Monday morning, still sniffly and feeling weak, I gave myself a pep talk, pulled myself out of bed, went for a walk with Napoleon, got myself some coffee, made myself a delicious and nutritious breakfast, and ate it while watching 101 Dalmations on VHS. Yes, I have a DVD/VHS player and am watching all the movies before donating them later this week. Judge me if you will but it’s been soothing for the soul as I pack & purge.
I spent hours packing and throwing shit out in my soon to be former crib. I did the bathroom and toiletries. And then I tackled what I’d been dreading and postponing—the paperwork. Piles and piles of paperwork that I knew I had to do by myself… I can’t say why I’ve kept some of these things. What I can say is that I teared up when I took down the collages and quotes I had up on the wall by my desk. One specifically caught my eye:
[Miixöni quih zó hant ano tiiji?]
Where is your placenta buried?
This is how the Seris ask, Where are you from?
Those who were born before hospital births
know the exact spot where their afterbirth was
placed in the ground, covered in sand
and ash, and topped with rocks.
(From National Geographic, date unknown)
Things found yesterday during the pack/purge extravaganza:
Post its of all sizes and colors
So many pens and pencils and markers and high lighters and…
Receipts. So. Many. Receipts.
At least 6 laundromat cards, you know the ones you pay 50 cents for that you need in order to use the washers and dryers. The same one you manage to leave home, every single time you go do laundry.
Movie ticket stubs
A lock with a key still in it
A lock without a key
Bookmarks, one with a pic of baby girl from PK4
USB flash drives
At least a dozen buttons
Spools of thread
Barrettes and bobby pins and scrunchies and gomitas
A sample of Narciso Rodriguez for her perfume that my brother gave me…I spritzed it on my wrist & smelled my bro, saw his smile… I took a deep breath.
Box of floppy disks from who knows when
Box of never developed disposable cameras, 7 of them, 2 water proof
My pregnancy journal…my daughter is now 12
Every card, note, post it, painting, & sketch that my daughter has gifted me including a poem where the anaphora is: I love you like… the last line is: I love you like Loba (yes, I kept this one)
Baby girl’s school pictures, from pre-K 3 to 6th grade…many which I never did give to family (eep!)
A numbers paper game baby girl made
A quote in my own script: “Wisdom tells me I am nothing; love tells me I am everything. Between the two, my life flows.”
Business cards, not my own…about 100 of them
Business cards, my own. So many.
Pictures of so many people and places and memories…I had to stop flipping through these because it was taking up too much time and was giving me all the feels and I was already wrapped in my feelings so…
A journal…the first words I wrote: God is constantly encountered…
My original birth certificate. I found it odd that it was stamped in 1977 when I was born in 75. Then I wondered if this is the reissue mami got after my father finally gave me his last name months after I was born…changing the name on my social security was a mission that took me years…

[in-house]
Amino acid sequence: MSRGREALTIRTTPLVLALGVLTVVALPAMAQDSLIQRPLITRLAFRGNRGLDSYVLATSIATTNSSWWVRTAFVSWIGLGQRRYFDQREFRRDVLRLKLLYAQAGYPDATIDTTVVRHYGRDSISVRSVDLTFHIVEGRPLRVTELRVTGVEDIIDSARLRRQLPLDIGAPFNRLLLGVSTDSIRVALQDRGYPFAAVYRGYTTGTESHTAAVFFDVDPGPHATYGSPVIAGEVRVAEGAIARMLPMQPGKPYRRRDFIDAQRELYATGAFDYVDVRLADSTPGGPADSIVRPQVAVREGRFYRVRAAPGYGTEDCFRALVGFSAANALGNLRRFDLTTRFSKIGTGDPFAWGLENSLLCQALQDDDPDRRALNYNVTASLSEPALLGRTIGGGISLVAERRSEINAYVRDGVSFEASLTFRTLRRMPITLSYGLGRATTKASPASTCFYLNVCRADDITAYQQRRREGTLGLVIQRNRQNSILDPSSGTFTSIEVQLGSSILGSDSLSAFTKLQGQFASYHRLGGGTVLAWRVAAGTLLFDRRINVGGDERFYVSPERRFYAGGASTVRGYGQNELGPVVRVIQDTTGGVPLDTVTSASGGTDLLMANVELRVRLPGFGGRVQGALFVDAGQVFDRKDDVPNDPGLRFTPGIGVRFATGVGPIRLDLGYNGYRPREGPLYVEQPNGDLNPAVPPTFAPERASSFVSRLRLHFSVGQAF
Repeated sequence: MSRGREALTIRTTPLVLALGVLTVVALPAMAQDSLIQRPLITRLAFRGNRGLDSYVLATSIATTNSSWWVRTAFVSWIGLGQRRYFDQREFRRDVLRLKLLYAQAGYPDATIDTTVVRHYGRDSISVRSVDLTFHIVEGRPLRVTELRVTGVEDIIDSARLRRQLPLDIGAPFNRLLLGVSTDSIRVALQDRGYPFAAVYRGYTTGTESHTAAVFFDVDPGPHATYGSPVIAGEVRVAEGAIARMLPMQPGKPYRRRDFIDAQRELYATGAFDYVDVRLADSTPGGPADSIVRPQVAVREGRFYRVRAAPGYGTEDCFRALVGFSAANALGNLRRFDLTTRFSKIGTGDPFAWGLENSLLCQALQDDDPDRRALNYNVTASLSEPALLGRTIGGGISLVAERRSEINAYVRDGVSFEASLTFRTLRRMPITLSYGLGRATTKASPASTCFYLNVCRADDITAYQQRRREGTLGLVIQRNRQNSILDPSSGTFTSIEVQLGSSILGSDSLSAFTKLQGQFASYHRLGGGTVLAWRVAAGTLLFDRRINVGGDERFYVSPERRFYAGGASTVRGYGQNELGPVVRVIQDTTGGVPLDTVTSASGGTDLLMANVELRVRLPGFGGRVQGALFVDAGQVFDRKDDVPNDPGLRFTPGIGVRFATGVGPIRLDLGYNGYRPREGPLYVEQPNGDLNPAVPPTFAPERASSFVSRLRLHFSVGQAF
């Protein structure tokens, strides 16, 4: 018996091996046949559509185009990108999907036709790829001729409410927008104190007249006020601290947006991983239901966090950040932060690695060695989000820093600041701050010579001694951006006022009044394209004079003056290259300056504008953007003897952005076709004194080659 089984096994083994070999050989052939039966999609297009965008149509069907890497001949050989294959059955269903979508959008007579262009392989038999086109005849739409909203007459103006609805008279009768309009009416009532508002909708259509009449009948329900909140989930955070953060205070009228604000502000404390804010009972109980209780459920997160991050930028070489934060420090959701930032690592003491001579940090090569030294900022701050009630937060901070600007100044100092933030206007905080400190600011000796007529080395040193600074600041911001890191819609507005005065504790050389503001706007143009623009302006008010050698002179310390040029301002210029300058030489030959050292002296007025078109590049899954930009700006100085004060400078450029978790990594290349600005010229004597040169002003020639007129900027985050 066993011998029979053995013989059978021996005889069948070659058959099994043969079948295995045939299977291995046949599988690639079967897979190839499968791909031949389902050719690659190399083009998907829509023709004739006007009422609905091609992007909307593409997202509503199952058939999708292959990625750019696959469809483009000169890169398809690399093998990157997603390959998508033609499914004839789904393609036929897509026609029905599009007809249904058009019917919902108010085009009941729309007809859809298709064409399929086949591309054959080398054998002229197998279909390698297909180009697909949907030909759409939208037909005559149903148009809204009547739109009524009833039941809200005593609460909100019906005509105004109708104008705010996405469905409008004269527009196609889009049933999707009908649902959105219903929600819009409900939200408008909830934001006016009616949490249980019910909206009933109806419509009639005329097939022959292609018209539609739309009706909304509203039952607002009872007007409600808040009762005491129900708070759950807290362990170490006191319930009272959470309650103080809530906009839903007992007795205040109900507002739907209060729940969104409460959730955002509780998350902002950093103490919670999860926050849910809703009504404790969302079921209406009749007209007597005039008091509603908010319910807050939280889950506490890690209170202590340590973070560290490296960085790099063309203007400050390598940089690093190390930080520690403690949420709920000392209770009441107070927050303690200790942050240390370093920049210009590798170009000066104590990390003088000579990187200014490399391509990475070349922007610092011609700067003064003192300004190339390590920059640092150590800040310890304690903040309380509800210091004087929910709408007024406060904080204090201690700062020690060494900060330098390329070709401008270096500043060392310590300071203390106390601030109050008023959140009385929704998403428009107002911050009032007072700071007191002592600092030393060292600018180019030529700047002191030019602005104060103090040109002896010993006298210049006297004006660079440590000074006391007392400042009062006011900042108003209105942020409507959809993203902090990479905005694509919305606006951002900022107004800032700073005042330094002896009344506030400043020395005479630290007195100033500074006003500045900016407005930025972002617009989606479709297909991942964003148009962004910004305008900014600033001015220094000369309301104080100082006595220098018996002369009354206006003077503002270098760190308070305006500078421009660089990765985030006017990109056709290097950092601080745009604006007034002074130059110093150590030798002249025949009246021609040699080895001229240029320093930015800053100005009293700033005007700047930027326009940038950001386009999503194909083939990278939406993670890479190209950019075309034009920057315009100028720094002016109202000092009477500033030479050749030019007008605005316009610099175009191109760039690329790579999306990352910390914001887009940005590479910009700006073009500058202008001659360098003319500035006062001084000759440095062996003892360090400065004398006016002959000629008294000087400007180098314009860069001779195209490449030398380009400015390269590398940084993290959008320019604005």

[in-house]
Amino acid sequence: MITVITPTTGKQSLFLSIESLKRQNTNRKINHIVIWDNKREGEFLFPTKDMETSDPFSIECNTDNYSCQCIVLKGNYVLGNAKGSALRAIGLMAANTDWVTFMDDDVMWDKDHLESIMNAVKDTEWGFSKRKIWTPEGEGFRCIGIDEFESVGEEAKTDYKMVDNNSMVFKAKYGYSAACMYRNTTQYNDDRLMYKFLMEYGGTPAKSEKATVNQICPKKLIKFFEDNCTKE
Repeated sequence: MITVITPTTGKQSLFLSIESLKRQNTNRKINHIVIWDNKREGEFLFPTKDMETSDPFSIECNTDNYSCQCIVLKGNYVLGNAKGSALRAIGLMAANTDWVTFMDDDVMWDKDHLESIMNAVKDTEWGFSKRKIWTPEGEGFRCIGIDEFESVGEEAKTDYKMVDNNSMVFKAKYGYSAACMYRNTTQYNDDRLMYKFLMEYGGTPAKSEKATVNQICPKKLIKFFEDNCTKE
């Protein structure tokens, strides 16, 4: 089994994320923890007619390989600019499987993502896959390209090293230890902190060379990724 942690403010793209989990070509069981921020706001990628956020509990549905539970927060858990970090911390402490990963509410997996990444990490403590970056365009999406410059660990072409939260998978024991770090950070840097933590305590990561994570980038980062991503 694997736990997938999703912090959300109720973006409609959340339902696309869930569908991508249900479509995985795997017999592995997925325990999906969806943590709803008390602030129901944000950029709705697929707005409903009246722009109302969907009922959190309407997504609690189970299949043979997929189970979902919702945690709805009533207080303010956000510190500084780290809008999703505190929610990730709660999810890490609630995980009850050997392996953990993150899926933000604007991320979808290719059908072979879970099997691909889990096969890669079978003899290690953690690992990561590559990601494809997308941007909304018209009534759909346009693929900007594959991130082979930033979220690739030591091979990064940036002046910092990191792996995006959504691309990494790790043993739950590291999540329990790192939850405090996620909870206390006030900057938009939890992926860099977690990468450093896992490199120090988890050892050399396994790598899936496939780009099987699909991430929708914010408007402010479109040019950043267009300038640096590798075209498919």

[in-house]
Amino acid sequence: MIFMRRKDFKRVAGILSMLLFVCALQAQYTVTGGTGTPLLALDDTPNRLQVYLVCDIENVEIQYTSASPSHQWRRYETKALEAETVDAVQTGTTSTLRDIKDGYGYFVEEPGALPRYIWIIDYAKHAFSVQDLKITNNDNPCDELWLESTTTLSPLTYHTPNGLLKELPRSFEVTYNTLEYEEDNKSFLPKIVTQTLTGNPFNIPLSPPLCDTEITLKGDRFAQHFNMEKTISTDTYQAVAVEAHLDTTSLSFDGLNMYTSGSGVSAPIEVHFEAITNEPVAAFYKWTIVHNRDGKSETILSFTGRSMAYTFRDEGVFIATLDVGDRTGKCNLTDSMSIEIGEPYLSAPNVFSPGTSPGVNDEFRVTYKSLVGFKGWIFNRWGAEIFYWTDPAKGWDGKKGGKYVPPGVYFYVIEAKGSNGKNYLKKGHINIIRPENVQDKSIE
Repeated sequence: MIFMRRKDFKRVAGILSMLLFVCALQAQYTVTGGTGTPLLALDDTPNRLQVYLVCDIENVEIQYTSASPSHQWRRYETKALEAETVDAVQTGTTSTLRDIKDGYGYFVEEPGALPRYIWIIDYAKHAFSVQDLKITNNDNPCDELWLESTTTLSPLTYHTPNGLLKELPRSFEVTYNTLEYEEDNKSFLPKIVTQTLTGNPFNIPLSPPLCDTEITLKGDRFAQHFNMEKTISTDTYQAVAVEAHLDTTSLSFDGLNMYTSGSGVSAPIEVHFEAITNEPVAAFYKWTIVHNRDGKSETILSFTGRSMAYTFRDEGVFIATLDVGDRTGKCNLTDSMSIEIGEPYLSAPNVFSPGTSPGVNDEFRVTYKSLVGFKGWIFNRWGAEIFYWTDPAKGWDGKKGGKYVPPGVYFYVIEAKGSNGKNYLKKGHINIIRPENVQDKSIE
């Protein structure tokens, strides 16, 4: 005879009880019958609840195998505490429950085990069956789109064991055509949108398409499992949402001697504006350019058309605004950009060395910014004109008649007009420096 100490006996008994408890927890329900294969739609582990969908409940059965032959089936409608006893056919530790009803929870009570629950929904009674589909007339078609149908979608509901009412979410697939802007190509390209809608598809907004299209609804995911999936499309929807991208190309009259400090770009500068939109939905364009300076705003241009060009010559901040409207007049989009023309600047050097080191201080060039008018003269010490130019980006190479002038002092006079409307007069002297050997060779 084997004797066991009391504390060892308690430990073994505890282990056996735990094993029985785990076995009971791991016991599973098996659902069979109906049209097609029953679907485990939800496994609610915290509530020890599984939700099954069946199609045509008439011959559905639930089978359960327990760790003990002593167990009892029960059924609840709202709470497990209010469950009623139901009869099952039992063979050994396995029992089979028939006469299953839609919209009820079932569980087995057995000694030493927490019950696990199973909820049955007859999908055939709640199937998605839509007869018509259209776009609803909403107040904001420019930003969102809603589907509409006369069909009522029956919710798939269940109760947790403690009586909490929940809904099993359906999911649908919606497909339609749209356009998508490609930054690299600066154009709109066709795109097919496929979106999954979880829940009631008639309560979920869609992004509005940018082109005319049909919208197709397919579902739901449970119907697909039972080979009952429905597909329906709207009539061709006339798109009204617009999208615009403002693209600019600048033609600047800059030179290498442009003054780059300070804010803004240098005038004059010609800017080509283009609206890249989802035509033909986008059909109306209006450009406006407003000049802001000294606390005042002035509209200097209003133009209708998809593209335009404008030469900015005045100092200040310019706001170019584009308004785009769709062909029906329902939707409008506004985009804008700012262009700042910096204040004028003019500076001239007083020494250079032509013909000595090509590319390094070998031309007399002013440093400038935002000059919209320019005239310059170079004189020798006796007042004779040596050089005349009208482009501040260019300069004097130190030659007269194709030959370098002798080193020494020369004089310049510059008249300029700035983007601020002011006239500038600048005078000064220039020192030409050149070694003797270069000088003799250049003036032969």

Cards and personal notes from my students when I left a job at Mott Haven HS in November 2007 — “never let the thunder destroy you…” wrote one student
A hard copy of “We were made for these times” by Dr. Clarissa Pinkola Estes
A folded up, annotated copy of Audre Lorde’s “Poetry is not a luxury”
This annotated essay from The Sun which I read again and totally understood why I saved it: “I persevere. It’s all I know how to do.”
Passenger and checked bags tickets from various trips, San Fran, Miami, Minneapolis, Portland and more
A quote my daughter gave me a while back: “Become aware that there are no accidents in our intelligent universe. Realize that everything that shows up in your life has something to teach you. Appreciate everyone and everything in your life.” ~Wayne Dyer (my mother texted me as I was typing this into my iPhone notes ap)
The envelope where I kept the money I saved so I could take this past summer off to write. I saved enough to cover my rent and bills for three months. I’ve never done this before—save $ like that. This unmothered woman wasn’t taught money management. This year I proved to myself that I can save money and don’t have to live check to check… I noted when I took $ out from savings, what I paid, etc. This was a big step for me at 40. Word.
A whimsical card: a girl on her red bike, long hair flowing in the wind, trees, stars and lanterns in the backdrop, & a quote: “Sometimes life takes you down new and unexpected roads. This too, is part of the ride.”
So many collages…
I’m writing this from my bed in the red room that’s been my bedroom and office and living room for the past seven years. I gave my daughter the bedroom because that’s what mamas do. I didn’t have my own bedroom until I was seventeen and in my first year of college so I know firsthand how much a girl needs her own room. One of the things I’m looking forward to in my new home is having my own space, being able to close a door for privacy…
I haven’t finished packing. I haven’t finished sorting through the paper work. There are three piles right by my bed that I’m going to tackle as soon as I post this here essay. I’ve learned a lot from this packing up and purging process.
I went out to the park last night to stand under the big, starry sky in the middle of the field. I looked up and breathed deep. Then I said a simple Thank you as tears fell down my face. It wasn’t a sad cry or a sobbing cry. It was a release kind of cry. It was the cry that had been building as I packed up and purged the last seven years of my life. I feel lighter… and I feel ready to start this new life. Word.